On Friday afternoon Sergio del Molino appeared, after a deterrent downpour, of those that it seems that this year the gods will throw frequently on this fair, in the booth of El Corte Inglés. The author of Un tal González (Alfaguara) has reflected on many occasions on his condition as a "feriante" writer, who travels the world making presentations, attending events and giving talks, meeting people. The modality of the signature is not one of his favorites. "This thing of being like an animal exposed to the wrath of readers and walkers happens only in these weeks. It's nice, sure, but maybe sometimes we exaggerate this connection with readers. Sometimes it's also heavy." The animal is a pertinent observation, because when walking through the booths and seeing the writers sitting there it seems that we are going through a zoo, because of the situation of exposure of the writer, somewhat helpless, and because of the variegation of his furs. Perhaps Del Molino is sometimes burdensome because he has never given much importance to signatures, and even has books of friends (some deceased), which he has presented or prefaced, unsigned. "For me, a book is, fundamentally, a working instrument," he says.
Fernando Aramburu has been another of the authors who has participated in the Saturday day of the Madrid Book Fair.Santi Burgos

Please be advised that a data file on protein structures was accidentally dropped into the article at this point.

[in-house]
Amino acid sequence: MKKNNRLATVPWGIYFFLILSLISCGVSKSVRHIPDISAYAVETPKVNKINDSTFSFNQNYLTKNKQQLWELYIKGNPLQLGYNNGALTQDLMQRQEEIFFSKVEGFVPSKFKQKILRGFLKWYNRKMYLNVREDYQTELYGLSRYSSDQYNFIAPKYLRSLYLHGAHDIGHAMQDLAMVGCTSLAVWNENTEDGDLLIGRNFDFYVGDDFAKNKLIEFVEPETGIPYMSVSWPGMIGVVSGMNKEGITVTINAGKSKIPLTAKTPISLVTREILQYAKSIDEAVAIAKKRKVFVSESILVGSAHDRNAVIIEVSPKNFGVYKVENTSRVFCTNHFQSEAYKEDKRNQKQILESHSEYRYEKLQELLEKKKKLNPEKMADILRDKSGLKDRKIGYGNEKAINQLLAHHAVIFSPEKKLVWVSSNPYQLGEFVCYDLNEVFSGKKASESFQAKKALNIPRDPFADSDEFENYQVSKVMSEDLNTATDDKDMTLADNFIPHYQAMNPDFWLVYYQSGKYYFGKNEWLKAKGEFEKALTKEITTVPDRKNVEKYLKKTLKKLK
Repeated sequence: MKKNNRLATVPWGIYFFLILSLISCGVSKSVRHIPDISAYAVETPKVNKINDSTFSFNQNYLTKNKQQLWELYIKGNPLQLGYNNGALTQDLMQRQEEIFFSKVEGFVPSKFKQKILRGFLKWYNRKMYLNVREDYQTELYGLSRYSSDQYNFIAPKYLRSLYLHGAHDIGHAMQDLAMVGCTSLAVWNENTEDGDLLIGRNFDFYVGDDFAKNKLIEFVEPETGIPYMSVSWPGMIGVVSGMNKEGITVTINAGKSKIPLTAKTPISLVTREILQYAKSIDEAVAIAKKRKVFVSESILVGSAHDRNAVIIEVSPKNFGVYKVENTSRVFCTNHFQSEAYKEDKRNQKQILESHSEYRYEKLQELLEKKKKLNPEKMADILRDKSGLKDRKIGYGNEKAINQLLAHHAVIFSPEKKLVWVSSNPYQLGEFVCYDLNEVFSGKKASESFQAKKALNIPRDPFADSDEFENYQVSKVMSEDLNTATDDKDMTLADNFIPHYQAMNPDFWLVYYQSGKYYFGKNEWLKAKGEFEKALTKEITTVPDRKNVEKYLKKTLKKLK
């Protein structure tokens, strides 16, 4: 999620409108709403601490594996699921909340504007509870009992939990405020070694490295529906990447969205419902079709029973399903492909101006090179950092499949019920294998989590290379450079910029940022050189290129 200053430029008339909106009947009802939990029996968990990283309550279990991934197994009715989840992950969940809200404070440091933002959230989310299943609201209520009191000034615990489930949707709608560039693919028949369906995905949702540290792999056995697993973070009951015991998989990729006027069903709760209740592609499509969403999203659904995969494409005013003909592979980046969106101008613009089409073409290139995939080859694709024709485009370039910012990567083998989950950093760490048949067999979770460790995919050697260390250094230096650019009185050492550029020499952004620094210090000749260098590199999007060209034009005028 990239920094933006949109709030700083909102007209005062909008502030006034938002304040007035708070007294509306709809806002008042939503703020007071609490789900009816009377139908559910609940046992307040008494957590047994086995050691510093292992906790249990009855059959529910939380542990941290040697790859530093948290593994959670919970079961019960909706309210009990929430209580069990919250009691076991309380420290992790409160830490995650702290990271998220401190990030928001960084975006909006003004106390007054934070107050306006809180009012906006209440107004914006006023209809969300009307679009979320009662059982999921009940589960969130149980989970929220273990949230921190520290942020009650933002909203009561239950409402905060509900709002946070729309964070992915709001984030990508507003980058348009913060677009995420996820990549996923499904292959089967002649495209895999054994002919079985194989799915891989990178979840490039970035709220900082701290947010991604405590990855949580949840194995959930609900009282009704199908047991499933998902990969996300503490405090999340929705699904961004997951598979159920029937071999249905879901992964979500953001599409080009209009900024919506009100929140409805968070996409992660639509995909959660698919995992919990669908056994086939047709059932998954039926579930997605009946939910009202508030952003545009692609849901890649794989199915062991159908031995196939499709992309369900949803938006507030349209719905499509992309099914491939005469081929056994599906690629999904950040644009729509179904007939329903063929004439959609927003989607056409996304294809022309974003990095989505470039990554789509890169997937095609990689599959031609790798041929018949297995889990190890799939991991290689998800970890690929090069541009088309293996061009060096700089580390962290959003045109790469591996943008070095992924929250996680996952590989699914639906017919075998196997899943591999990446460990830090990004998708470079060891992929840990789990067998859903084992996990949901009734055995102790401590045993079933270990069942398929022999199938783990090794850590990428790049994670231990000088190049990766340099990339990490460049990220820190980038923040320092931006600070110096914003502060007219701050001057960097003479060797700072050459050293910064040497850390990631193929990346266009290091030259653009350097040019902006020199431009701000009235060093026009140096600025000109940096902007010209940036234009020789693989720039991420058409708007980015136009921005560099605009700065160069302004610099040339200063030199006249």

Let that scumbag give it back to me
A few booths away, Leonardo Padura, Princess of Asturias Award for Literature, chatted pleasantly with the booksellers of the Méndez bookstore. "We always talk about meeting with readers, but signing is also a great opportunity to chat with booksellers," he said. He also recalled the restrictions of the pandemic: "I found it touching the huge line that formed outside to enter something as important as buying books. They weren't queuing at a mall, but here."
He wanted to take advantage of the Cuban to issue a message that he has already aired occasionally in the media: he has been looking for a copy of And God entered Havana, by Manuel Vázquez Montalbán, given and signed by the author, in gratitude for the help provided for its preparation. "I lent it to someone I don't remember and that someone didn't give it back to me. I know he's a friend, because I don't lend books to enemies. If that scumbag reads this, let him give it back to me."